Django security releases issued: 2.0.2 and 1.11.10
In accordance with our security release policy, the Django team is issuing Django 1.11.10 and Django 2.0.2. These release addresses the security issue detailed below. We encourage all users of Django to upgrade as soon as possible.
CVE-2018-6188: Information leakage in AuthenticationForm
A regression in Django 1.11.8 made django.contrib.auth.forms.AuthenticationForm run its confirm_login_allowed() method even if an incorrect password is entered. This can leak information about a user, depending on what messages confirm_login_allowed() raises. If confirm_login_allowed() isn't overridden, an attacker enter an arbitrary username and see if that user has been set to is_active=False. If confirm_login_allowed() is overridden, more sensitive details could be leaked.
Thanks Jack Cushman for reporting this issue.
Affected supported versions
- Django master branch
- Django 2.0 and 2.0.1
- Django 1.11.8 and 1.11.9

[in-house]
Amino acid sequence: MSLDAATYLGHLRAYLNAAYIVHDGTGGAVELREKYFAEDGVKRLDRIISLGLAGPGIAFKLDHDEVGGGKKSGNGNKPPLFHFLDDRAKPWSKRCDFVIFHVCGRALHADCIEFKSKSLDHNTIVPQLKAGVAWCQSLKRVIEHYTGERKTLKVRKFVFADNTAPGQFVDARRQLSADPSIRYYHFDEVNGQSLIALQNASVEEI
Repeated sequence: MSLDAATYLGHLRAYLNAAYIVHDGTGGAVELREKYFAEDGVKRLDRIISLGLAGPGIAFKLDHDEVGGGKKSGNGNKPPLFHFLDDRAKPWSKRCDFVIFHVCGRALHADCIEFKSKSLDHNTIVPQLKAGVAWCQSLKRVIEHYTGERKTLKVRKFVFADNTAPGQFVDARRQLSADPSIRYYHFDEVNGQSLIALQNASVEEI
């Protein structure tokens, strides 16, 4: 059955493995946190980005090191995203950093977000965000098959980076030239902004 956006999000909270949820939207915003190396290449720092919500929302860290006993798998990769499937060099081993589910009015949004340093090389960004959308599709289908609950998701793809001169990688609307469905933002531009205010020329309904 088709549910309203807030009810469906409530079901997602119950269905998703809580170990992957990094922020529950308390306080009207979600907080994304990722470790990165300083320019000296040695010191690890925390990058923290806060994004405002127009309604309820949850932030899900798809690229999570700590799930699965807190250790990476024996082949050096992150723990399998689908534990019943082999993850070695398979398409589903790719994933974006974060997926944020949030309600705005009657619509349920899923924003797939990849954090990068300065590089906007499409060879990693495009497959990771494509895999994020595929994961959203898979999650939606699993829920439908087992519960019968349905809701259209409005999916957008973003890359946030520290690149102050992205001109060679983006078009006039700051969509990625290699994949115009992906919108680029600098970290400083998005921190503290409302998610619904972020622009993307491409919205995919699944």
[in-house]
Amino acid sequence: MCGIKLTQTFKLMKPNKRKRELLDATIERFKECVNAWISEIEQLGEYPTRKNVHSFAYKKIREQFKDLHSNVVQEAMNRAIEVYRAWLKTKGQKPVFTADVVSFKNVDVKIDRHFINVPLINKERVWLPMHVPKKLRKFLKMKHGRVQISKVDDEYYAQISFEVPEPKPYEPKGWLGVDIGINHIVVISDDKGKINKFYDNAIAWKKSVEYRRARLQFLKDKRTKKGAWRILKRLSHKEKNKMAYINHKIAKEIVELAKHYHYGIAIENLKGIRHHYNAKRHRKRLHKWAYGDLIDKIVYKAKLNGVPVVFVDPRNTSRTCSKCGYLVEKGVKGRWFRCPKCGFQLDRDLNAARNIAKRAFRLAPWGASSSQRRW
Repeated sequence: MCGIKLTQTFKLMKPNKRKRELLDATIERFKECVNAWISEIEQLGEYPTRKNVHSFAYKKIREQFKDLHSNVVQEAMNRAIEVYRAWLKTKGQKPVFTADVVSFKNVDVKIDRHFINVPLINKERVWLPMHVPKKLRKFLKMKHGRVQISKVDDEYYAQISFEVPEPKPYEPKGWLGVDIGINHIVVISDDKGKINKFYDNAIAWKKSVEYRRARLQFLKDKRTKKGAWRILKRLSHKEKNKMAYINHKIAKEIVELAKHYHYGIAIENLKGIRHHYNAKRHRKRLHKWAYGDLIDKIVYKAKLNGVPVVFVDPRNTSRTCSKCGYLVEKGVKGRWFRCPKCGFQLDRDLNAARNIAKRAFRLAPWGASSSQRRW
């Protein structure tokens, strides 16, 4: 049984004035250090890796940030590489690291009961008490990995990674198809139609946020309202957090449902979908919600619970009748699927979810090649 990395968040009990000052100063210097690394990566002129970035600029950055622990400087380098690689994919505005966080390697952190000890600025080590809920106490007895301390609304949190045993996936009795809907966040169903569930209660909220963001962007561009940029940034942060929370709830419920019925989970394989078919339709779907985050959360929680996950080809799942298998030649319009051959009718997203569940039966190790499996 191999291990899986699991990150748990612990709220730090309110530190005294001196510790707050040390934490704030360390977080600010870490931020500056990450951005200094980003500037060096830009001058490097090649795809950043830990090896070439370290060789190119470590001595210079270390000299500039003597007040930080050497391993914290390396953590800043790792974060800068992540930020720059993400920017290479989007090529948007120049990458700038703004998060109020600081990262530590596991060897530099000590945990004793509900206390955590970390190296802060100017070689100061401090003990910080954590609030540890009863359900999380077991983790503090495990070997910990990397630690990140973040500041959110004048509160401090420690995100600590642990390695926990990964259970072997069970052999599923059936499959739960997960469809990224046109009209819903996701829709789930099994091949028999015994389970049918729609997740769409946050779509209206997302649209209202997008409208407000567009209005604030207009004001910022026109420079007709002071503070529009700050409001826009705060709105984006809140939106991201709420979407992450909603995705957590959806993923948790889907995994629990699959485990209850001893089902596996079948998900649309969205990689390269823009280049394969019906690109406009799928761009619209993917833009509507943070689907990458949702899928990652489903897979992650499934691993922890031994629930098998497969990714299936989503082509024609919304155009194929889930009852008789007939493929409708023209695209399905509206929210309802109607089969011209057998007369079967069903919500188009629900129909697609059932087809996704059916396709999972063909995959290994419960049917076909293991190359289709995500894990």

Per our supported versions policy, Django 1.10 and 1.9 are no longer supported (but aren't affected). Django 1.8 LTS (for which security support ends on April 1) is unaffected.
Patches to resolve the issue have been applied to Django's master branch and the 2.0 and 1.11 release branches. The patches may be obtained from the following changesets:
The following releases have been issued:
- Django 1.11.10 (download Django 1.11.10 | 1.11.10 checksums)
- Django 2.0.2 (download Django 2.0.2 | 2.0.2 checksums)
The PGP key ID used for these releases is Tim Graham: 1E8ABDC773EDE252.
General notes regarding security reporting
As always, we ask that potential security issues be reported via private email to email@example.com, and not via Django's Trac instance or the django-developers list. Please see our security policies for further information.